Ditch Addiction Slides Part 2Presentation Transcript
Ditch Your AddictionPart 2 A step by step approach by Henck van Bilsen
Step two: Are you in charge or the addiction? = regaining self control here you keep a record of your addictive behaviour and/or desire for it, make a plan for gradual reduction that includes rewards for effort and goals achieved For this step it is very important to get an overview of how frequently you engage in the habit behaviour. It is also important to investigate what other kinds of activities you do during the days (in preparation for step 3). So it would be very helpful if you could complete the next exercise for at least two weeks.
Exercise 4: Activity and Problem recording
Conclusions based on two weeks of self-observation Are you content with the level of pleasure and satisfaction in your life? Can you see a pattern in your habitual/addictive behaviour Time of day People and places Feelings and moods Activities Days Think about where you would like to be regarding your habit. Some habits can be eradicated completely, others need to be controlled. It is possible to stop drinking alcohol completely It is not possible to stop eating completely Based on your experience of the last two weeks, complete exercise 5a.
Exercise 5a: Identifying your goal
Further Instructions Now you have set your end goal it is time to set goals for the next week. Complete the first part of exercise 5b and continue to keep records with exercise 4, so you can complete the rest of 5b at the end of the week. Each week you also need to add a new rule to your habit (see page 11 for a list). Each time when you do your habit WHEN YOU DID NOT PLAN TO DO IT, please complete form 6. Each week you have achieved your goal you need to give yourself a small suitable reward.
Intermezzo Why do we do things too much that are not good for us and why is it so difficult to change? Human beings are hard-wired for fast working effects: this means that we are more inclined to repeat behaviours that quickly have an impact on how we feel and think. Many problematic habits fall in this category: Drinking alcohol: alcohol takes effect very quickly Eating ‘junk food’: these are often filled with fat, salt and/or sugar AND they are sometimes designed to be absorbed rapidly in our bloodstream Working: concentrating on work can be all-absorbing and everything else moves to the background.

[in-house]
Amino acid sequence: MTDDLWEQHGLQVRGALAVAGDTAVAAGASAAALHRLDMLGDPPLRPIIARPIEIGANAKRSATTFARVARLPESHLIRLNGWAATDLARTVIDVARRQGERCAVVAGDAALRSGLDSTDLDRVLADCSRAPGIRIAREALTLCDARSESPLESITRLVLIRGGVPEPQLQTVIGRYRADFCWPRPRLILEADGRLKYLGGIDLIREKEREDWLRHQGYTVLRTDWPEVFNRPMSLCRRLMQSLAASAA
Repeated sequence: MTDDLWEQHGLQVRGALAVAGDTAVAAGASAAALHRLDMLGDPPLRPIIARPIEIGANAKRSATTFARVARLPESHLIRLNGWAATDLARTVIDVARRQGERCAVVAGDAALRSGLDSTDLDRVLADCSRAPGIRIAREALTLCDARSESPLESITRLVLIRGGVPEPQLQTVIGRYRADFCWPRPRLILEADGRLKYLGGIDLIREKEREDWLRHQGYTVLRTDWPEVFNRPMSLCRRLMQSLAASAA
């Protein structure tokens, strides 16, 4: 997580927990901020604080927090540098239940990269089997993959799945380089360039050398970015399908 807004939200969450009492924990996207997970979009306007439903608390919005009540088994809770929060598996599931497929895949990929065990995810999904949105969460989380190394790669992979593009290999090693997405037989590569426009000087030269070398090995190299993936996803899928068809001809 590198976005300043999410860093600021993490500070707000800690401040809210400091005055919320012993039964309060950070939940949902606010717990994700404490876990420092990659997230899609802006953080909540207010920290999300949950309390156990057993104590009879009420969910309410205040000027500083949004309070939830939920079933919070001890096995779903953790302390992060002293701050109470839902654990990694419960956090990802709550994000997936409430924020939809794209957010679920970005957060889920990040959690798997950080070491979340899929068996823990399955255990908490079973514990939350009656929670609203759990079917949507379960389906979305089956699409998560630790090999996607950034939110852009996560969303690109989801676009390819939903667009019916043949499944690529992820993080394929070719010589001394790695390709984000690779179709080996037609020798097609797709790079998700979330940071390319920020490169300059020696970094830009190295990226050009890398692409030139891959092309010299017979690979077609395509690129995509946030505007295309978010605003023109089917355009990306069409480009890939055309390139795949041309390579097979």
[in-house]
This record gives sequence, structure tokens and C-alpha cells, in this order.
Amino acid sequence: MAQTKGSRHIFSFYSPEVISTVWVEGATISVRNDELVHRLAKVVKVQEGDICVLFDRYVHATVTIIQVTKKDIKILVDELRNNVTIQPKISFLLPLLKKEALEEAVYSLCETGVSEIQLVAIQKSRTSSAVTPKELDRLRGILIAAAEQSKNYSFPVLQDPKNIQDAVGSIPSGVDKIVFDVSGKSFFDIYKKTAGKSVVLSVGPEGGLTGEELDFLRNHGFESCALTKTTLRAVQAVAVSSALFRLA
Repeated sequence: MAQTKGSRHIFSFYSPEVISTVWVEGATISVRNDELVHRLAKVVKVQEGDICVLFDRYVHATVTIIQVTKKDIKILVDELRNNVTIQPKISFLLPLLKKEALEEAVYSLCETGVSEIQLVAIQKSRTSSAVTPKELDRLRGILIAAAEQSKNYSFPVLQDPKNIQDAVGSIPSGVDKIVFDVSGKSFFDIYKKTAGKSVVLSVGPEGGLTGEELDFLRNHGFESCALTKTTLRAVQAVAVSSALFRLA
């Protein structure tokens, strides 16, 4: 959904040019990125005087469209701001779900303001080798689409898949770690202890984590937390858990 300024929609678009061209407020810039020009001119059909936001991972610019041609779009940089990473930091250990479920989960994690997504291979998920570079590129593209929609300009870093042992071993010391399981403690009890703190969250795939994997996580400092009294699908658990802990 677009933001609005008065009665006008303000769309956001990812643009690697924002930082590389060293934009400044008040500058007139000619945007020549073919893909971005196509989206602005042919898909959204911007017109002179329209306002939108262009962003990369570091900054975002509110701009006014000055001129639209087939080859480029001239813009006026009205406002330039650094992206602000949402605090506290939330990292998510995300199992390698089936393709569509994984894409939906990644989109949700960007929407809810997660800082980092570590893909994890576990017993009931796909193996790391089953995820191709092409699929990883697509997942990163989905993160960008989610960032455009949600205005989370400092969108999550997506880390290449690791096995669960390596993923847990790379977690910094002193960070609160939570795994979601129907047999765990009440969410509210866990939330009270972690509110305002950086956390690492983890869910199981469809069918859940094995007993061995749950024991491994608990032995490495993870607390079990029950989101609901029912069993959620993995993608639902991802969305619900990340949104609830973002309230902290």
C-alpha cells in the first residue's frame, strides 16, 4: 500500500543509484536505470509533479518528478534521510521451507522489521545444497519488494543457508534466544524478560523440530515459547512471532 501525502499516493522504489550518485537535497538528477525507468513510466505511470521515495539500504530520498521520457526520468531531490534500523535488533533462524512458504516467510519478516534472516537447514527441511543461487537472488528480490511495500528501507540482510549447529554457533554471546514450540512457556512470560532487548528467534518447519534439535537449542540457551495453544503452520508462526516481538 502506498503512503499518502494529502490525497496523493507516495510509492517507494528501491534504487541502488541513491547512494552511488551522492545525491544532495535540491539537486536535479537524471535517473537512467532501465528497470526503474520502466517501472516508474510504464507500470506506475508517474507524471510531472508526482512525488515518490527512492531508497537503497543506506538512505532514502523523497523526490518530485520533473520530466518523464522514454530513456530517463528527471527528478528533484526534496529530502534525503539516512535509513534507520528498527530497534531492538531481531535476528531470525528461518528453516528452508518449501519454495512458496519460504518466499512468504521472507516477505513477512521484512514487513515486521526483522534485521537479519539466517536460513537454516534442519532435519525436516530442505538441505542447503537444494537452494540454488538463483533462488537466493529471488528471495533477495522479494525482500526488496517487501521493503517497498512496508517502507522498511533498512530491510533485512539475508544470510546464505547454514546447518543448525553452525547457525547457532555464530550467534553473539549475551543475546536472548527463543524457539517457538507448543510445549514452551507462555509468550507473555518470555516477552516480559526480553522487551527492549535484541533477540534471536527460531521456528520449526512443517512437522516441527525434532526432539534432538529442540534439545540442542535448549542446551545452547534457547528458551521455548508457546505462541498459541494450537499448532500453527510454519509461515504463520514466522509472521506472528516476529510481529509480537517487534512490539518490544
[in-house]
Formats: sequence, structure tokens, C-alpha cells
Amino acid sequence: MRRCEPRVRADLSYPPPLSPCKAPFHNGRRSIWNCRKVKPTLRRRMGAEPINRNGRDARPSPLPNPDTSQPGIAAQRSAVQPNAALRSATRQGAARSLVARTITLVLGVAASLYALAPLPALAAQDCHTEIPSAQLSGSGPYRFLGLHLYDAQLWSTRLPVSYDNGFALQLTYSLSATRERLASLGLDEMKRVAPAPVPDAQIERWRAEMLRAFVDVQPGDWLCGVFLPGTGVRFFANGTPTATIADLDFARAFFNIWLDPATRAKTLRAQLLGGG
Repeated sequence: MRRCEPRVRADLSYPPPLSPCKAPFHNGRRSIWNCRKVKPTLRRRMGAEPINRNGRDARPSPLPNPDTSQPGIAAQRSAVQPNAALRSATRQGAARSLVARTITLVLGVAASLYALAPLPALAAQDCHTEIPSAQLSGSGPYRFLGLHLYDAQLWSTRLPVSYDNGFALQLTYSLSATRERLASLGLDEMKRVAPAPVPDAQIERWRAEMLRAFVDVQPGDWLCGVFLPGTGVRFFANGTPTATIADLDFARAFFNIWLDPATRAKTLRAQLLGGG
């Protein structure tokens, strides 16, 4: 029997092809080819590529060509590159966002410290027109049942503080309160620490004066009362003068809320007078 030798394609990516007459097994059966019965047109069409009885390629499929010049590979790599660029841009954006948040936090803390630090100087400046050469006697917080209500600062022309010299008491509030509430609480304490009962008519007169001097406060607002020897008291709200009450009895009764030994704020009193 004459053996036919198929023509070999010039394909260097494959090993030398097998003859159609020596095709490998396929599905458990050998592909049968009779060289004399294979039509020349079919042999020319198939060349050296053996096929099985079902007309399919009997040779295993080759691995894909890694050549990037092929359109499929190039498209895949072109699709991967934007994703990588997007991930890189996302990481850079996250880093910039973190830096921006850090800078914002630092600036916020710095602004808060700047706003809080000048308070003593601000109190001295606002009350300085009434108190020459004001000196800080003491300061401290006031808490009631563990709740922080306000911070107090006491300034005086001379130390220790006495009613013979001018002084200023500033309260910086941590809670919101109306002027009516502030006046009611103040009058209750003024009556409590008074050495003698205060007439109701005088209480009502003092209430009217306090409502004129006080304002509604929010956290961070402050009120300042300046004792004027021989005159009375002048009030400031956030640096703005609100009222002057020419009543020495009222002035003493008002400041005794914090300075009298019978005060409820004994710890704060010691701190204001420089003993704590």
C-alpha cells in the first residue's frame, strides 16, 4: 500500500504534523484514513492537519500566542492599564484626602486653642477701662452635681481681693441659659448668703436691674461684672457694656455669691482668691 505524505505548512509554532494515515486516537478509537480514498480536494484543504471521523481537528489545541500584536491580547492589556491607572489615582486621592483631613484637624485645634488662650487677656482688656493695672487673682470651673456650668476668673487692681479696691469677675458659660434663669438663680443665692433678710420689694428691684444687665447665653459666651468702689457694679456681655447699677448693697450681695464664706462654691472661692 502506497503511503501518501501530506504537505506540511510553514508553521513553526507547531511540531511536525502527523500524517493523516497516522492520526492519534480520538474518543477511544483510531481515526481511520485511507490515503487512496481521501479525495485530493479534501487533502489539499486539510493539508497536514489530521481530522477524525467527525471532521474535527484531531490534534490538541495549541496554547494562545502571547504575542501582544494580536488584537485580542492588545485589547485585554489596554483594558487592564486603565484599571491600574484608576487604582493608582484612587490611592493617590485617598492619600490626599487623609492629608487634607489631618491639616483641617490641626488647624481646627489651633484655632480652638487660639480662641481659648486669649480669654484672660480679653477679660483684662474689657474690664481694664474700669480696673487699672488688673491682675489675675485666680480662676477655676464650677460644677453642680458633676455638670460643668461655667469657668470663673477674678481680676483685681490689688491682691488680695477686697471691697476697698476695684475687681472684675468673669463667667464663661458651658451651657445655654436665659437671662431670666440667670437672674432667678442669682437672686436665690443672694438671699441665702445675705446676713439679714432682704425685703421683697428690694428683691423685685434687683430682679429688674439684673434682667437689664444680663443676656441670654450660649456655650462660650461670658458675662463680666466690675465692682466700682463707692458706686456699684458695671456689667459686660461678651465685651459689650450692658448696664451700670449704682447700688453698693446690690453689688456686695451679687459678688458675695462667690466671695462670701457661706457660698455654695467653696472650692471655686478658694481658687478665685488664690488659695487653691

What feels good if we do something (eating chocolate) frequently and it produces good feelings (you have to think outside the box here as ‘good feeling’ could be the removal of negative feelings), then doing the activity (eating chocolate) will result adding positive feelings to otherwise negative feelings. For instance a person with a habit of eating too much chocolate may find that when they are bored, eating chocolate helps to feel less bored, even if the amount of chocolate they eat makes them physically sick.
All habits that we have engaged in frequently and over an extended period of time will trigger a physical and psychological effect if we stop doing it. You can try this easy by stop doing ‘normal’ things you do frequently: stop drinking coffee, stop drinking tea, stop doing your morning walk etc. If there is a substance involved (coffee, chocolate, alcohol etc.) then the physical ‘withdrawal’ symptoms may be more intense. However, even people who stopped watching TV for a week reported physical withdrawal symptoms! So don’t be surprised if your mind and body protest against having the take less then what they are used to!
New Rules for Habits Time Rules Only do the habit after …..hours. Only do the habit before …… hours. Only do the habit between ….hour and ….hour. Only do the habit for …….hours at any given time.